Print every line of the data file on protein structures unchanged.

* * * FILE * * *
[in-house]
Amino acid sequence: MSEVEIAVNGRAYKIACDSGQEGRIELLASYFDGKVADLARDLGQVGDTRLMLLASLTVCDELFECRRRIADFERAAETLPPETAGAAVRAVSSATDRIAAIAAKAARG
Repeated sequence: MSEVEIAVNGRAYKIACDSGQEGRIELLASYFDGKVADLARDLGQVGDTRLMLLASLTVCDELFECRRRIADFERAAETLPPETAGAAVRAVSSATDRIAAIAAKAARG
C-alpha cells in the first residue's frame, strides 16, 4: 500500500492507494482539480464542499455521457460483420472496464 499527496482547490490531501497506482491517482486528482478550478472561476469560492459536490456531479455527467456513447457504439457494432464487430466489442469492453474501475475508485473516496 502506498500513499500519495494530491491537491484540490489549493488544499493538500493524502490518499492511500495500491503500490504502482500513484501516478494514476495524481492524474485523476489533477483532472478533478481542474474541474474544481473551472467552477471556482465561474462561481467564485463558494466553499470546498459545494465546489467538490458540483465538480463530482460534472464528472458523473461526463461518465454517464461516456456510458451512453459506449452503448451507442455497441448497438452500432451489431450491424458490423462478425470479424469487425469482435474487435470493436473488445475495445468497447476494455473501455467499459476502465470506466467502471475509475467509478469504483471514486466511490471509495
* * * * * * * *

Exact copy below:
[in-house]
Amino acid sequence: MSEVEIAVNGRAYKIACDSGQEGRIELLASYFDGKVADLARDLGQVGDTRLMLLASLTVCDELFECRRRIADFERAAETLPPETAGAAVRAVSSATDRIAAIAAKAARG
Repeated sequence: MSEVEIAVNGRAYKIACDSGQEGRIELLASYFDGKVADLARDLGQVGDTRLMLLASLTVCDELFECRRRIADFERAAETLPPETAGAAVRAVSSATDRIAAIAAKAARG
C-alpha cells in the first residue's frame, strides 16, 4: 500500500492507494482539480464542499455521457460483420472496464 499527496482547490490531501497506482491517482486528482478550478472561476469560492459536490456531479455527467456513447457504439457494432464487430466489442469492453474501475475508485473516496 502506498500513499500519495494530491491537491484540490489549493488544499493538500493524502490518499492511500495500491503500490504502482500513484501516478494514476495524481492524474485523476489533477483532472478533478481542474474541474474544481473551472467552477471556482465561474462561481467564485463558494466553499470546498459545494465546489467538490458540483465538480463530482460534472464528472458523473461526463461518465454517464461516456456510458451512453459506449452503448451507442455497441448497438452500432451489431450491424458490423462478425470479424469487425469482435474487435470493436473488445475495445468497447476494455473501455467499459476502465470506466467502471475509475467509478469504483471514486466511490471509495